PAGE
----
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With the Rise of Neoliberalism, Is It the End of an Era for the Latin American Left?

Dawisson Belem Lopes - Al Jazeera
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July 16, 2017

The End of an Era for the Latin American Left?: In the late 1990s and early 2000s, Latin America witnessed a surge of left-wing leaders that rose to power. In recent years, some of these leaders have lost power, and others are struggling. (Al Jazeera English)

Even though it is a taboo word to many, neoliberalism is not good or bad in itself. Rather, it is a means to an end. The state is purposefully reduced in its scope of action to a minimum - by way of policies associated with fiscal austerity, financial deregulation, free trade and the privatization of public assets, among others - so nothing can prevent the market and its profit-oriented agents from reaching a fair point of equilibrium between demand and supply. According to those who advocate such perspective, the state is nothing but a "necessary evil".

In Latin America neoliberalism has been tried and has not worked. In fact, it has produced disastrous results. But instead of learning from past mistakes and seeking a different political direction, political elites in Latin America have started pursuing again those same neoliberal policies that failed so miserably in the past.

The largest and most influential countries in the region - Brazil, Mexico, Argentina - have embraced it again with passion.

We still remember the way neoliberalism has harmed Latin American peoples. In the late 1980s and early 1990s, Brazil (under Fernando Collor de Mello), Argentina (under Carlos Menem), Mexico (under Carlos Salinas), Venezuela (under Carlos Perez), and Peru (under Alberto Fujimori) were all being governed by right-wing presidents who adopted the so-called "Washington Consensus" - a neoliberal formula coined by the World Bank and seen by enthusiasts as a ticket to glory - as if it were the wave of the future. Back then, this reasoning was making some sense, since the US (under Ronald Reagan) and Europe (especially the UK under Margaret Thatcher) had tried it and reaped some positive results for a while.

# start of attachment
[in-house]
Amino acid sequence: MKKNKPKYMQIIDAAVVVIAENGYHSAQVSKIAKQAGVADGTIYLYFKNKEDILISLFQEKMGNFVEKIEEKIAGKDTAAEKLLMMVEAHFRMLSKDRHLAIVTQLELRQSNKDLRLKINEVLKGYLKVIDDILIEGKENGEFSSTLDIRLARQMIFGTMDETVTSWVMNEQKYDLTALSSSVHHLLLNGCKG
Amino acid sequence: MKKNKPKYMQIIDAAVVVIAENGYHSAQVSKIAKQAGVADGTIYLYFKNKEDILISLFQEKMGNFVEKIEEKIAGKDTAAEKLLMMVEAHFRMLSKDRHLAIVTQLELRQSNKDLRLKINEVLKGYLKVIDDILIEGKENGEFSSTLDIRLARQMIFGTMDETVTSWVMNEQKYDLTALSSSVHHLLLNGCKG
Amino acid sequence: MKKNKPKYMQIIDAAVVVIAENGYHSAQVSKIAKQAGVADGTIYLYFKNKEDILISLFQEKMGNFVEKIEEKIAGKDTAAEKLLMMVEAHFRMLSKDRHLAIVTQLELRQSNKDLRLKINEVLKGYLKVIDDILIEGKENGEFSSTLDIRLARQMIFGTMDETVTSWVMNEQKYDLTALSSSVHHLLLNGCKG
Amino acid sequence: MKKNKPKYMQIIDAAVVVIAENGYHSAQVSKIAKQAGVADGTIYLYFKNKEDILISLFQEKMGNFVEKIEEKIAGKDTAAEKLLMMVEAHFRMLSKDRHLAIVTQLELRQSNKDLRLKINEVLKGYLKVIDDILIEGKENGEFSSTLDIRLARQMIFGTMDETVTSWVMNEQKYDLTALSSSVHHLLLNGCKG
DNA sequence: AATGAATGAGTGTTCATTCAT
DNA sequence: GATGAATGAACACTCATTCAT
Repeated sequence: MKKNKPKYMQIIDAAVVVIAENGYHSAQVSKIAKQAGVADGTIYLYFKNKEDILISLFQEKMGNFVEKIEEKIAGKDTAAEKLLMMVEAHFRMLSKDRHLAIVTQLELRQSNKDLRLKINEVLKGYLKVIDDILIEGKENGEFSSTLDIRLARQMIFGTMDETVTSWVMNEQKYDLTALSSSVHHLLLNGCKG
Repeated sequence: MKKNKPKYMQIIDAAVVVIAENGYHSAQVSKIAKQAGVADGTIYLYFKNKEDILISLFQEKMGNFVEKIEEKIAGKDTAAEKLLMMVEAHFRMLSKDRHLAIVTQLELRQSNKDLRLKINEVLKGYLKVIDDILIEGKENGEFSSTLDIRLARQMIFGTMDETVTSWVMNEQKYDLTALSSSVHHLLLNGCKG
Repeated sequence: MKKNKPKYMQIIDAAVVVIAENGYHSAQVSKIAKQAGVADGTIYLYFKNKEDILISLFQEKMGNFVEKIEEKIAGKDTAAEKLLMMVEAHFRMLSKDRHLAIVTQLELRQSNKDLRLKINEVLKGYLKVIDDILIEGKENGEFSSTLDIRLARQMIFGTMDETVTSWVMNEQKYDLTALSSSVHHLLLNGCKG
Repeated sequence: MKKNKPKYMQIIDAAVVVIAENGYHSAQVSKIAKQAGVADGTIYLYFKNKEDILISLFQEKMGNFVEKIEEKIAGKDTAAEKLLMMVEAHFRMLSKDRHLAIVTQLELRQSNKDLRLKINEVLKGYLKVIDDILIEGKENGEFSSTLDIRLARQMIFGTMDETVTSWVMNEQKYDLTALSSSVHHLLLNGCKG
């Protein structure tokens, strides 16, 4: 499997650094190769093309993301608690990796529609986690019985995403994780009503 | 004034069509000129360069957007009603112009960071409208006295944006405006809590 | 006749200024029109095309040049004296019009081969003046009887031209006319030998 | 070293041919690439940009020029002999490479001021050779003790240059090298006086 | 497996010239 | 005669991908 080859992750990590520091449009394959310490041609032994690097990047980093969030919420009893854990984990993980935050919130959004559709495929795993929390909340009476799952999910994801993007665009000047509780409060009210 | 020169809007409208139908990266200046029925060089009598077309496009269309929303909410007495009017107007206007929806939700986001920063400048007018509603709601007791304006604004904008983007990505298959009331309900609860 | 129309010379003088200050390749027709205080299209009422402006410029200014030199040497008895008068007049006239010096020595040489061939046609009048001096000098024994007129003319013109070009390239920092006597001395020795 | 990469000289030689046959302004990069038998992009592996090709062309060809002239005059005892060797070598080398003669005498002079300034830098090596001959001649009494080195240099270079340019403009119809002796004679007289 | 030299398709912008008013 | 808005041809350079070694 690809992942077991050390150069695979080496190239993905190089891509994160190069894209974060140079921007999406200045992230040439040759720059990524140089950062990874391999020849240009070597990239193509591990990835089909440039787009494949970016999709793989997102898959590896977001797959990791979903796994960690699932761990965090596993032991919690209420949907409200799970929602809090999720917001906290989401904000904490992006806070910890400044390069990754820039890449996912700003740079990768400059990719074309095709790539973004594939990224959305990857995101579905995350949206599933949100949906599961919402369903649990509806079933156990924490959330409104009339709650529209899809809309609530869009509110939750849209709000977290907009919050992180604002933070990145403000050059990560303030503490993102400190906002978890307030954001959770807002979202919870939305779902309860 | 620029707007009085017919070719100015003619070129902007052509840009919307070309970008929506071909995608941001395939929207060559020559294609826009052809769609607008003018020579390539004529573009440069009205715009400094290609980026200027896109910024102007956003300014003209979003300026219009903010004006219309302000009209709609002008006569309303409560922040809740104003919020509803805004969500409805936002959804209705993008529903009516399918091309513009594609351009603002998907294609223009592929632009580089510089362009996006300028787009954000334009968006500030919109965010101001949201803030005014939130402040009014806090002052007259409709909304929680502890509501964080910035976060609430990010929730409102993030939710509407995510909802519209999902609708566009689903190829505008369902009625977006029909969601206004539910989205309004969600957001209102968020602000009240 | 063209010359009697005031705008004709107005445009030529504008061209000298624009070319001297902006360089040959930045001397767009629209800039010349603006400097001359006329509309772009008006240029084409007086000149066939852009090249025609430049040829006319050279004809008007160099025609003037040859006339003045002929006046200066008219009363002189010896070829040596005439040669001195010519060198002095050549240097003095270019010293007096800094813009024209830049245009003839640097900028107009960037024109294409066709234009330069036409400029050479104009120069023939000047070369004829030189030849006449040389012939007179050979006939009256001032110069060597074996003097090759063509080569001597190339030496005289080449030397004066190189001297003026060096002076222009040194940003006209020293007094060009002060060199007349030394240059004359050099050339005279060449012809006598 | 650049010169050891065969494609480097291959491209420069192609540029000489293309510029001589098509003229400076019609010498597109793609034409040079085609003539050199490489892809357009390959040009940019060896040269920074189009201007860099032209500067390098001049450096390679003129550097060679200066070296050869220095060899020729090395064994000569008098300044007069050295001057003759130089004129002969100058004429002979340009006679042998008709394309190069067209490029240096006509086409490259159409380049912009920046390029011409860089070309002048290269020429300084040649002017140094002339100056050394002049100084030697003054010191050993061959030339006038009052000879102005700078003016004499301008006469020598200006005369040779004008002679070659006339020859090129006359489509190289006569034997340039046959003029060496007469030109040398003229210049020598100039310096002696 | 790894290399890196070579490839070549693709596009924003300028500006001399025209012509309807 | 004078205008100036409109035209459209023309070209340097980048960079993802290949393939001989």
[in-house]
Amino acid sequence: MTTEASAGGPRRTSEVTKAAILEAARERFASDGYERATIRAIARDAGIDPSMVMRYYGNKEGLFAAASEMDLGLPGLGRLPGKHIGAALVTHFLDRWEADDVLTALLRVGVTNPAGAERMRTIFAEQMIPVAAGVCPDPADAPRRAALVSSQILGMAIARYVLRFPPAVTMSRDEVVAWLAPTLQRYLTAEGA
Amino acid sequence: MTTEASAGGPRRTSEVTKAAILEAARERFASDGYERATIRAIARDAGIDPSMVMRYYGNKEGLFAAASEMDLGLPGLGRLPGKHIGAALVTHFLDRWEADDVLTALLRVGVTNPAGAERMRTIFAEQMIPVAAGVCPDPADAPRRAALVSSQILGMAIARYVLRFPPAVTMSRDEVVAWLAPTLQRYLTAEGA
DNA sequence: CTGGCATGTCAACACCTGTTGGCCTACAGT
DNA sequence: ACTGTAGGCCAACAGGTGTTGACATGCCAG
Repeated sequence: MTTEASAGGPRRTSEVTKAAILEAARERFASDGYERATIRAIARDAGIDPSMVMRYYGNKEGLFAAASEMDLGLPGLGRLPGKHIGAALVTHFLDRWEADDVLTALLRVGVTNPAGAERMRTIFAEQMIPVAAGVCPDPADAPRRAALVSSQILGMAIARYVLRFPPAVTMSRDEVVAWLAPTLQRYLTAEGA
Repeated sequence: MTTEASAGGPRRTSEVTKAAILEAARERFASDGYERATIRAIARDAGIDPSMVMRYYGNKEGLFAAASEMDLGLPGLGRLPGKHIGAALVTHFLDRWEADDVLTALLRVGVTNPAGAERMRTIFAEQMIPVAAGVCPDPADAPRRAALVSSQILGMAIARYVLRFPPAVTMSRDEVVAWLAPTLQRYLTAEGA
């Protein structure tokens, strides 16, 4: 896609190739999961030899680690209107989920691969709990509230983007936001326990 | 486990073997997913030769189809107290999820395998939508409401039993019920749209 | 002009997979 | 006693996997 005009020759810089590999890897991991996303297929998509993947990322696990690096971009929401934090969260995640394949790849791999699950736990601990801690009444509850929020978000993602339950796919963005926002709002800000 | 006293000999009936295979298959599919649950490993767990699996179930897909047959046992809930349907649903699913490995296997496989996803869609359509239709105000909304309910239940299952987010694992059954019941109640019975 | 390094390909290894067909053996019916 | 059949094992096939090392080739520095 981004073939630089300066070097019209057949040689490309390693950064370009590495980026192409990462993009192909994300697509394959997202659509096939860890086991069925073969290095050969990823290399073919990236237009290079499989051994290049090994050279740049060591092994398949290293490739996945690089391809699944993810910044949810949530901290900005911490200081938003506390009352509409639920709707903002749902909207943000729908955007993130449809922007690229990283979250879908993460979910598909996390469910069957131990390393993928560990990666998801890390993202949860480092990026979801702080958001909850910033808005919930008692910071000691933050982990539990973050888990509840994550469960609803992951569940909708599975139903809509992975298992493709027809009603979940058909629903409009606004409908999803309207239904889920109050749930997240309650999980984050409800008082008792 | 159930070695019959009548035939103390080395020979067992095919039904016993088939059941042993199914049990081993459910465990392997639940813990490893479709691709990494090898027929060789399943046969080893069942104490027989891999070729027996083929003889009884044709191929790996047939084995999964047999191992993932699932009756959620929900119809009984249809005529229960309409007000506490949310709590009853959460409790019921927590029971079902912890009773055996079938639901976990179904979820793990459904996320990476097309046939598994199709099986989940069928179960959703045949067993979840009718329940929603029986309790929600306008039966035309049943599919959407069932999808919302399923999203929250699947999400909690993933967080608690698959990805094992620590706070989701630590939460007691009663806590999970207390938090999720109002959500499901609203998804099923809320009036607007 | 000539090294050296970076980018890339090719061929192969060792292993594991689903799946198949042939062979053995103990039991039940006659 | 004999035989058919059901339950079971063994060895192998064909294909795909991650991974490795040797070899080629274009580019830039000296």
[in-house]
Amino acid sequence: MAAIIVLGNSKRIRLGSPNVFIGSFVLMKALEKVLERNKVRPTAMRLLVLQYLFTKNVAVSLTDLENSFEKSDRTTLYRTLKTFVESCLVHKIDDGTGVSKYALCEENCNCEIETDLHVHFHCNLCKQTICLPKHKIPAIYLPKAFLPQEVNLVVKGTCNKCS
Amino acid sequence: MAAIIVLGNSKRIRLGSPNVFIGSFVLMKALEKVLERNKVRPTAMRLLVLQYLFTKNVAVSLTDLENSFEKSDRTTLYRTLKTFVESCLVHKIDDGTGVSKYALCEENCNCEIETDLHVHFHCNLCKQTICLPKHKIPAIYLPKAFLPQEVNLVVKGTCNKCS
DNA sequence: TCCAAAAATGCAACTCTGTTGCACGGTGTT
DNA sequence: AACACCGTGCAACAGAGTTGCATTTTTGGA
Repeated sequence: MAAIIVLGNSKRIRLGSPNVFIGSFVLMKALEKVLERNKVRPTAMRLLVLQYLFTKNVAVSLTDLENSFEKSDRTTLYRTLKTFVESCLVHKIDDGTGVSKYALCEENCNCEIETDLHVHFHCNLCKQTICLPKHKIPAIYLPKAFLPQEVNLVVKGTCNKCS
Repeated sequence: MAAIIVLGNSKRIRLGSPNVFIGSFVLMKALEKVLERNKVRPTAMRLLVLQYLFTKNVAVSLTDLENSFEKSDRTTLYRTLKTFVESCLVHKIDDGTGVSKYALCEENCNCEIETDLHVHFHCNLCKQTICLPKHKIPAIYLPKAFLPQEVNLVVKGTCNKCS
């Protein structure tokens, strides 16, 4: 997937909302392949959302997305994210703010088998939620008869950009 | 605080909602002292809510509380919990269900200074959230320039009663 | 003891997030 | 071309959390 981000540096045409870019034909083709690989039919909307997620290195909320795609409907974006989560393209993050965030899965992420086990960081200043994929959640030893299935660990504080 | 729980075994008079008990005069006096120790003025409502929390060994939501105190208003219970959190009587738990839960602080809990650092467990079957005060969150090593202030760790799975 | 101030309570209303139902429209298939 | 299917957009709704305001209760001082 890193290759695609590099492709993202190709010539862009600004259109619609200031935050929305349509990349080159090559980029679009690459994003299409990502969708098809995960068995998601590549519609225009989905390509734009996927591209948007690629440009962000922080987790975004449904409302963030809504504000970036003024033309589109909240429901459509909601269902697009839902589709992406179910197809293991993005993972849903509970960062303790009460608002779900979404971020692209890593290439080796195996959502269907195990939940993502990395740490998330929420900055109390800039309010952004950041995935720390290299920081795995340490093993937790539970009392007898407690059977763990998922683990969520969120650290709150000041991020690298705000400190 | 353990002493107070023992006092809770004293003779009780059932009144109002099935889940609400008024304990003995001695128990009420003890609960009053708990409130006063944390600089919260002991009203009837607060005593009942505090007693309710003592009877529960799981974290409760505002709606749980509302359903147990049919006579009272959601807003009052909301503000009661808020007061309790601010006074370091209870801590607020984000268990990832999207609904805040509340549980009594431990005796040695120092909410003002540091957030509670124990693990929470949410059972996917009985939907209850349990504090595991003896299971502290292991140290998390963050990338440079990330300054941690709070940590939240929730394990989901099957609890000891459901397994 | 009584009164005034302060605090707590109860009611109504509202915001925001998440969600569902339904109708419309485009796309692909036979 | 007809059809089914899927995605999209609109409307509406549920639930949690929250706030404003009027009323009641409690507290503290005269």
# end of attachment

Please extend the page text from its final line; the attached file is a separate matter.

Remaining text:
However, the results of "Washington Consensus" policies in Latin America were tragic: GDP stalled, social policies shrank, income concentration and poverty rose, unemployment and labour precariousness surged, violence skyrocketed. In some of these countries, not even inflation was tamed.

As a consequence, Collor was impeached in Brazil, whereas Menem lost his grip in Argentina. Fujimori fled his country to Japan and Perez was removed from office after bloodshed in the streets of Caracas (the Caracazo). Salinas faced a turbulent end of mandate and exiled himself to the US. There is little room for controversy: The neoliberal experience of the 1990s was simply disastrous for Latin Americans.

Curiously enough, some 25 years later neoliberalism has made a comeback to the region. Brazil, Argentina, Mexico, Colombia, Paraguay and Peru have proud neoliberals serving as presidents these days.

And this is just when the whole world - Donald Trump in the US, Theresa May in the UK, Narendra Modi in India, Vladimir Putin in Russia and Recep Tayyip Erdogan in Turkey to name but a few - is clearly going protectionist.

Dawisson Belem Lopes is a professor of international and comparative politics at Universidade Federal de Minas Gerais.

Read the rest at Al Jazeera

Related: Over 7 Million Venezuelans Vote Against Maduro’s Constituent Assembly at 'Popular Referendum' (Sputnik News)

Related: Latin America's Mega-Corruption Scandal Just Claimed Two Former Presidents (Washington Post)

Related: Of the 25 Most Murderous Cities in the World, a Staggering 23 Are in Latin America (Times of Oman)

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